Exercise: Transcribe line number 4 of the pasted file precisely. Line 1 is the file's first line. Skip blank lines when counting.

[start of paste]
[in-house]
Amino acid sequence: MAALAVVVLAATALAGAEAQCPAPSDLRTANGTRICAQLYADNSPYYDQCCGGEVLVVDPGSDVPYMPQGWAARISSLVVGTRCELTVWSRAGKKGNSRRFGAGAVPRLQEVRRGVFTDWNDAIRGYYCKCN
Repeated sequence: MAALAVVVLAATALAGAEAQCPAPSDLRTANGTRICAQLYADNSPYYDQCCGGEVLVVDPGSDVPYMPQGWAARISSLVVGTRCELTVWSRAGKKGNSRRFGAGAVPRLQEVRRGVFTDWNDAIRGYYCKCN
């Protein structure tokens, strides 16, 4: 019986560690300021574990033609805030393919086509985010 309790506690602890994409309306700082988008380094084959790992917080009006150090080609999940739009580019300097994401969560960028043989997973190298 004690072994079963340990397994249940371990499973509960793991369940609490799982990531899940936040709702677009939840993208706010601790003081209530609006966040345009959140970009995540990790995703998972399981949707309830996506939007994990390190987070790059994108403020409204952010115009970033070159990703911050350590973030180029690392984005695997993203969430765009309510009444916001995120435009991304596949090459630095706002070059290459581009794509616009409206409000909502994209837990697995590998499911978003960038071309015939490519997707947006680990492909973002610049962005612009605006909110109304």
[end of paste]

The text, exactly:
């Protein structure tokens, strides 16, 4: 019986560690300021574990033609805030393919086509985010 309790506690602890994409309306700082988008380094084959790992917080009006150090080609999940739009580019300097994401969560960028043989997973190298 004690072994079963340990397994249940371990499973509960793991369940609490799982990531899940936040709702677009939840993208706010601790003081209530609006966040345009959140970009995540990790995703998972399981949707309830996506939007994990390190987070790059994108403020409204952010115009970033070159990703911050350590973030180029690392984005695997993203969430765009309510009444916001995120435009991304596949090459630095706002070059290459581009794509616009409206409000909502994209837990697995590998499911978003960038071309015939490519997707947006680990492909973002610049962005612009605006909110109304």